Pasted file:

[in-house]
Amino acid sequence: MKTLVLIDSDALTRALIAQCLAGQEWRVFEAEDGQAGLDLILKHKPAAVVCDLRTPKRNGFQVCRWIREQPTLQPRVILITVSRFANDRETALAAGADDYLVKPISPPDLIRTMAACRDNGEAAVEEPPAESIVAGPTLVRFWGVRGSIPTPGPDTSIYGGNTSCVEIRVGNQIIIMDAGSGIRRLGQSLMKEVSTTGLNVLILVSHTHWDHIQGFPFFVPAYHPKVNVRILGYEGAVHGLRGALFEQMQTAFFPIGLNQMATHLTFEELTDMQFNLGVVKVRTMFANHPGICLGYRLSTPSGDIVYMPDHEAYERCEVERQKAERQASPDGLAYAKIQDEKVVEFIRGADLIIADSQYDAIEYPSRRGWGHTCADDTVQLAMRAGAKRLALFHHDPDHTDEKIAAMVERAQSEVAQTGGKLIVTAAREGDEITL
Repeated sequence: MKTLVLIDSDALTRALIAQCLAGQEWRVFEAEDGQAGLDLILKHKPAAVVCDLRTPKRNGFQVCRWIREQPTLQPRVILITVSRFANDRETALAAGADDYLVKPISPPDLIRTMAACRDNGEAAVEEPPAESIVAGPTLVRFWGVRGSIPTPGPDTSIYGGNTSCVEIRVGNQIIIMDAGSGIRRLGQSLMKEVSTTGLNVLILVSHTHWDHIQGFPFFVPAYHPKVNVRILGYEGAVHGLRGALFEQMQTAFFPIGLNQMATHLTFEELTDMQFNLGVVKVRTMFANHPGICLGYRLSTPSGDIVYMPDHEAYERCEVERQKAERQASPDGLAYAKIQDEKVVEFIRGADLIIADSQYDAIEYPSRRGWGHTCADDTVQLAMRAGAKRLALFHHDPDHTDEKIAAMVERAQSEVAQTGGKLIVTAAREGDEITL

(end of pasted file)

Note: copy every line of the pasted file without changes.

[in-house]
Amino acid sequence: MKTLVLIDSDALTRALIAQCLAGQEWRVFEAEDGQAGLDLILKHKPAAVVCDLRTPKRNGFQVCRWIREQPTLQPRVILITVSRFANDRETALAAGADDYLVKPISPPDLIRTMAACRDNGEAAVEEPPAESIVAGPTLVRFWGVRGSIPTPGPDTSIYGGNTSCVEIRVGNQIIIMDAGSGIRRLGQSLMKEVSTTGLNVLILVSHTHWDHIQGFPFFVPAYHPKVNVRILGYEGAVHGLRGALFEQMQTAFFPIGLNQMATHLTFEELTDMQFNLGVVKVRTMFANHPGICLGYRLSTPSGDIVYMPDHEAYERCEVERQKAERQASPDGLAYAKIQDEKVVEFIRGADLIIADSQYDAIEYPSRRGWGHTCADDTVQLAMRAGAKRLALFHHDPDHTDEKIAAMVERAQSEVAQTGGKLIVTAAREGDEITL
Repeated sequence: MKTLVLIDSDALTRALIAQCLAGQEWRVFEAEDGQAGLDLILKHKPAAVVCDLRTPKRNGFQVCRWIREQPTLQPRVILITVSRFANDRETALAAGADDYLVKPISPPDLIRTMAACRDNGEAAVEEPPAESIVAGPTLVRFWGVRGSIPTPGPDTSIYGGNTSCVEIRVGNQIIIMDAGSGIRRLGQSLMKEVSTTGLNVLILVSHTHWDHIQGFPFFVPAYHPKVNVRILGYEGAVHGLRGALFEQMQTAFFPIGLNQMATHLTFEELTDMQFNLGVVKVRTMFANHPGICLGYRLSTPSGDIVYMPDHEAYERCEVERQKAERQASPDGLAYAKIQDEKVVEFIRGADLIIADSQYDAIEYPSRRGWGHTCADDTVQLAMRAGAKRLALFHHDPDHTDEKIAAMVERAQSEVAQTGGKLIVTAAREGDEITL